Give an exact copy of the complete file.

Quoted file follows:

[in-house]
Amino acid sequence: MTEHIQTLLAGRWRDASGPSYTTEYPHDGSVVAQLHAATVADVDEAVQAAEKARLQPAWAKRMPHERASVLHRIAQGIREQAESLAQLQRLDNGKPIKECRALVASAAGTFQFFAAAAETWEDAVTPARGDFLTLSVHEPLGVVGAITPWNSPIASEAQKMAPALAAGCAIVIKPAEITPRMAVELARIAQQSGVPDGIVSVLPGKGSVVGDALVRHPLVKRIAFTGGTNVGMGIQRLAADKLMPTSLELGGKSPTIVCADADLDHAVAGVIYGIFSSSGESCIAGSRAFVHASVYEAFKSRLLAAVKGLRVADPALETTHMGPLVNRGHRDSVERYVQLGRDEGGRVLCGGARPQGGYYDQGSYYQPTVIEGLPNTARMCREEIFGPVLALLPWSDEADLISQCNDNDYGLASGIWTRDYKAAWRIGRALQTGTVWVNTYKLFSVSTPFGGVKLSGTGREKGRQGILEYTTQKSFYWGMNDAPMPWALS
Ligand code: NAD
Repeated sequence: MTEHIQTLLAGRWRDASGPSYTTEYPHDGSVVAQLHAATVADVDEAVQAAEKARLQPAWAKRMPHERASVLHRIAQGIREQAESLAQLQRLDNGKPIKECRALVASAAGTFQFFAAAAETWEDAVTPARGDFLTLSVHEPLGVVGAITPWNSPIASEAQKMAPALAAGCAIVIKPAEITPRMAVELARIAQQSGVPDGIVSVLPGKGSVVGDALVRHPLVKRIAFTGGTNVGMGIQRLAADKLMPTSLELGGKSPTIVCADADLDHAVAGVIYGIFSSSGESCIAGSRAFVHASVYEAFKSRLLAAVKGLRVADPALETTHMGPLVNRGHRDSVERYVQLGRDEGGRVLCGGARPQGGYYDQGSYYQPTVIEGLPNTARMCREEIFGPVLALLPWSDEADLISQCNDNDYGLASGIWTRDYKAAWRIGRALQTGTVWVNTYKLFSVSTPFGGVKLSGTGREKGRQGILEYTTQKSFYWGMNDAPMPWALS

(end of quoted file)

[in-house]
Amino acid sequence: MTEHIQTLLAGRWRDASGPSYTTEYPHDGSVVAQLHAATVADVDEAVQAAEKARLQPAWAKRMPHERASVLHRIAQGIREQAESLAQLQRLDNGKPIKECRALVASAAGTFQFFAAAAETWEDAVTPARGDFLTLSVHEPLGVVGAITPWNSPIASEAQKMAPALAAGCAIVIKPAEITPRMAVELARIAQQSGVPDGIVSVLPGKGSVVGDALVRHPLVKRIAFTGGTNVGMGIQRLAADKLMPTSLELGGKSPTIVCADADLDHAVAGVIYGIFSSSGESCIAGSRAFVHASVYEAFKSRLLAAVKGLRVADPALETTHMGPLVNRGHRDSVERYVQLGRDEGGRVLCGGARPQGGYYDQGSYYQPTVIEGLPNTARMCREEIFGPVLALLPWSDEADLISQCNDNDYGLASGIWTRDYKAAWRIGRALQTGTVWVNTYKLFSVSTPFGGVKLSGTGREKGRQGILEYTTQKSFYWGMNDAPMPWALS
Ligand code: NAD
Repeated sequence: MTEHIQTLLAGRWRDASGPSYTTEYPHDGSVVAQLHAATVADVDEAVQAAEKARLQPAWAKRMPHERASVLHRIAQGIREQAESLAQLQRLDNGKPIKECRALVASAAGTFQFFAAAAETWEDAVTPARGDFLTLSVHEPLGVVGAITPWNSPIASEAQKMAPALAAGCAIVIKPAEITPRMAVELARIAQQSGVPDGIVSVLPGKGSVVGDALVRHPLVKRIAFTGGTNVGMGIQRLAADKLMPTSLELGGKSPTIVCADADLDHAVAGVIYGIFSSSGESCIAGSRAFVHASVYEAFKSRLLAAVKGLRVADPALETTHMGPLVNRGHRDSVERYVQLGRDEGGRVLCGGARPQGGYYDQGSYYQPTVIEGLPNTARMCREEIFGPVLALLPWSDEADLISQCNDNDYGLASGIWTRDYKAAWRIGRALQTGTVWVNTYKLFSVSTPFGGVKLSGTGREKGRQGILEYTTQKSFYWGMNDAPMPWALS